Circle of life in the neighborhood

Tokyo

There is a general hospital and a public high school within easy walking distance of my central Tokyo home. Every morning when I walk to the local subway station to begin my daily commute, I pass a stream of handsome teenagers heading toward the maw of the local school where their sports coaches are apt to beat them into submission while calling it “motivation.” In doing so, the students flow past the daily queue of elderly people awaiting admittance to the gullet of the outpatient clinic for their regular treatments.

I am never sure if what I am seeing is a symbiotic relationship or a parasitic one, or if anyone else sees it like I do. I see a river of youth destined/doomed to serve and support these elderly whom they pass with neither a glance nor a thought every morning. And I see a class of seniors who don’t think of themselves as parasites, but as champions justly receiving the rewards they were promised when they devoted their lives to Japan Inc. Maybe these outpatients cast resentful eyes toward the young with the conviction that youth has yet again been wasted on the wrong people. At the same time I see two organs of the state — school and hospital — with voracious appetites for human traffic at opposite ends of the age spectrum.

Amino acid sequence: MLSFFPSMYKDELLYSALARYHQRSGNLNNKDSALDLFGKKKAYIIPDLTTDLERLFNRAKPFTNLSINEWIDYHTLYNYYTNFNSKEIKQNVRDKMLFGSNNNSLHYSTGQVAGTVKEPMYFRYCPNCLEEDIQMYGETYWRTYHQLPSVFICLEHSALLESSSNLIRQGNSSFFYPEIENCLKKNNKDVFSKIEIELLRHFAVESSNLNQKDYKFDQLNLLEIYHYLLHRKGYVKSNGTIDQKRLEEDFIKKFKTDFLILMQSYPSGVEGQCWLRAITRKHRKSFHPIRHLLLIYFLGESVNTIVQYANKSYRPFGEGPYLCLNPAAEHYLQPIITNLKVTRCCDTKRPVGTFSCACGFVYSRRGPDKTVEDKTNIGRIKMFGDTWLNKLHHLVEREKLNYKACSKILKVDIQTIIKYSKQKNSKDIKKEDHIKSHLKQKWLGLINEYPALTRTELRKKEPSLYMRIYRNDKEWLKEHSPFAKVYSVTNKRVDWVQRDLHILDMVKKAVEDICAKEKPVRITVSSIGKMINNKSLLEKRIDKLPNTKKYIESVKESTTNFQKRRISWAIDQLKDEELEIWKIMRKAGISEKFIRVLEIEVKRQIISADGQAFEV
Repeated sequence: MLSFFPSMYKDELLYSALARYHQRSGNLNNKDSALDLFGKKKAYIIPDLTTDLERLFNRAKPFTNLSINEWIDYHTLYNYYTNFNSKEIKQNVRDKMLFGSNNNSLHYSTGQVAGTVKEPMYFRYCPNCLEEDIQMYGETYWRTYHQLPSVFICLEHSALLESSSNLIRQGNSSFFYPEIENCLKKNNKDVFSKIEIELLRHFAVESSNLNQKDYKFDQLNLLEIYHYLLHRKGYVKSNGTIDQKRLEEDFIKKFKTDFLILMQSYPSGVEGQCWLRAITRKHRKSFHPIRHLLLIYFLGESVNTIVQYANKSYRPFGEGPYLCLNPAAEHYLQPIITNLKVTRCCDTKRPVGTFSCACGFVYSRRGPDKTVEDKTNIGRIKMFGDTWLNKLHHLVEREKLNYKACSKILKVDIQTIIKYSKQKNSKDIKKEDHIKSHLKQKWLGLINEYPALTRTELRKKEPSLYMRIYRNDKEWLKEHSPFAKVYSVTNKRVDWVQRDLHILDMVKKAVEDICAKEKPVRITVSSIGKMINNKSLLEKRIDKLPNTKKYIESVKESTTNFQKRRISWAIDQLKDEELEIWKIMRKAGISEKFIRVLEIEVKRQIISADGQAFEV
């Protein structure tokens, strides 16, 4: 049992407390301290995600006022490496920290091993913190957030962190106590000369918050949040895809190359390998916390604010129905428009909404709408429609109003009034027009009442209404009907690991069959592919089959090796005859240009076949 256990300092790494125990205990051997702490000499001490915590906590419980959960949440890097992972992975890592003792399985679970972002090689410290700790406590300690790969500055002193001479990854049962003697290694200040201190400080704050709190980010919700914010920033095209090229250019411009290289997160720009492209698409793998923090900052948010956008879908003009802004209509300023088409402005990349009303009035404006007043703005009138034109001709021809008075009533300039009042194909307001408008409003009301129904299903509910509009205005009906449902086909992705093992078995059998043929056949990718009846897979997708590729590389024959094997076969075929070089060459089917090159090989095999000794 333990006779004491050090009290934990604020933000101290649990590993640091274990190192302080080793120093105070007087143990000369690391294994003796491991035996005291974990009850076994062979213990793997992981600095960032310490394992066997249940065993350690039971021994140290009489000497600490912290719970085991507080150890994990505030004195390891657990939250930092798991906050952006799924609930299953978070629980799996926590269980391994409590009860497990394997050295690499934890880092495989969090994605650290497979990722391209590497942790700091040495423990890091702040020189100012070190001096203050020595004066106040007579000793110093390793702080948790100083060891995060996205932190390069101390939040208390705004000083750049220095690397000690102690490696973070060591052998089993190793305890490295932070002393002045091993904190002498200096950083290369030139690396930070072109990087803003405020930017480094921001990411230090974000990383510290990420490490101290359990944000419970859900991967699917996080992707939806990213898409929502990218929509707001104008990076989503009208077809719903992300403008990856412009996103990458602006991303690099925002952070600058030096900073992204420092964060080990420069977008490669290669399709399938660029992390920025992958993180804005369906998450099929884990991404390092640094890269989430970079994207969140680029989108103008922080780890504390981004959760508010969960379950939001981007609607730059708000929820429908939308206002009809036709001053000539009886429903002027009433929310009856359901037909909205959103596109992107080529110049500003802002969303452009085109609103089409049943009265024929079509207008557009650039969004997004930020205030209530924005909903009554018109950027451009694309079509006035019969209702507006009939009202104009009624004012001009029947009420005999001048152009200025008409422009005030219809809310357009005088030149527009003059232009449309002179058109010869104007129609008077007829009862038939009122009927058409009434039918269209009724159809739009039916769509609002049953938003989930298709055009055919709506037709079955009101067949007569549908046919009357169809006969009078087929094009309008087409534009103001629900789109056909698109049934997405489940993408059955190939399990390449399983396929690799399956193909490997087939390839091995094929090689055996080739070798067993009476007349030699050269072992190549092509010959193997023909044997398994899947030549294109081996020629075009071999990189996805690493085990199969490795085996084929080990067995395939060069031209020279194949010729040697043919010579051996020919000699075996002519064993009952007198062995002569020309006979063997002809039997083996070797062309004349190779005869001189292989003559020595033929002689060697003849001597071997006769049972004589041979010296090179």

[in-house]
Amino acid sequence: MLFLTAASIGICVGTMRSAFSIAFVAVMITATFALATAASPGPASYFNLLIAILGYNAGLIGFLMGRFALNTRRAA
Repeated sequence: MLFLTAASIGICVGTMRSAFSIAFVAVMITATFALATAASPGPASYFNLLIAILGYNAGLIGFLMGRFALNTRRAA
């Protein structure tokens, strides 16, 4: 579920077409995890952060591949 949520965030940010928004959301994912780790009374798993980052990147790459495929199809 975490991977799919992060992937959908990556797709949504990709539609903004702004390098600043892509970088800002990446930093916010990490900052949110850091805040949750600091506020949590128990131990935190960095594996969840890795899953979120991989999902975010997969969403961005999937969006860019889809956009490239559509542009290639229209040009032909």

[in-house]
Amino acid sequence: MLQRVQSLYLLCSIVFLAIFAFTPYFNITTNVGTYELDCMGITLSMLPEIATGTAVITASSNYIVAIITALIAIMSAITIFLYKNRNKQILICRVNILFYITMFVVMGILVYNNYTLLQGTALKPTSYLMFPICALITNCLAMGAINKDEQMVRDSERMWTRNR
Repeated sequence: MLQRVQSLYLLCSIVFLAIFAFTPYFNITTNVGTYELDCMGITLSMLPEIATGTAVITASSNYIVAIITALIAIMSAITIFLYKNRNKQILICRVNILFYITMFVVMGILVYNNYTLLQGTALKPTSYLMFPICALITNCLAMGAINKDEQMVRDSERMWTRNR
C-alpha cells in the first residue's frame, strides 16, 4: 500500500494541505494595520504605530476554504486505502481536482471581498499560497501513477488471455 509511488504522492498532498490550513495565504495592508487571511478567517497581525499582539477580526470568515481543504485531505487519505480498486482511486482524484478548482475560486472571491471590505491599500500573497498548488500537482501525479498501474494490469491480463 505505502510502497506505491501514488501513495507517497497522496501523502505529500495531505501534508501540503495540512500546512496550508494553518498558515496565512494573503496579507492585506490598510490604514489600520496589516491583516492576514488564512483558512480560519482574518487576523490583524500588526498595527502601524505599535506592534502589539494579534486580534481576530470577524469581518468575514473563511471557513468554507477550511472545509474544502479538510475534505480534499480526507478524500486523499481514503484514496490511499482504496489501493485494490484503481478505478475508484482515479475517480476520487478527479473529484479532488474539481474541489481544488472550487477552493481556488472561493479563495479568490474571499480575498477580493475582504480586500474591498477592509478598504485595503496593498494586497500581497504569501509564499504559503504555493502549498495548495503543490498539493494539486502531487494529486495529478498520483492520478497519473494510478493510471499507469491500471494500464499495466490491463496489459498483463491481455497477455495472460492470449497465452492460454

In their daily march to school, the young can see their future lined up with the aged outside the hospital doors. Maybe they will travel the world in their adult lives but still end up in the same queue in the same neighborhood where they once attended school.

grant piper
tokyo

The opinions expressed in this letter to the editor are the writer’s own and do not necessarily reflect the policies of The Japan Times.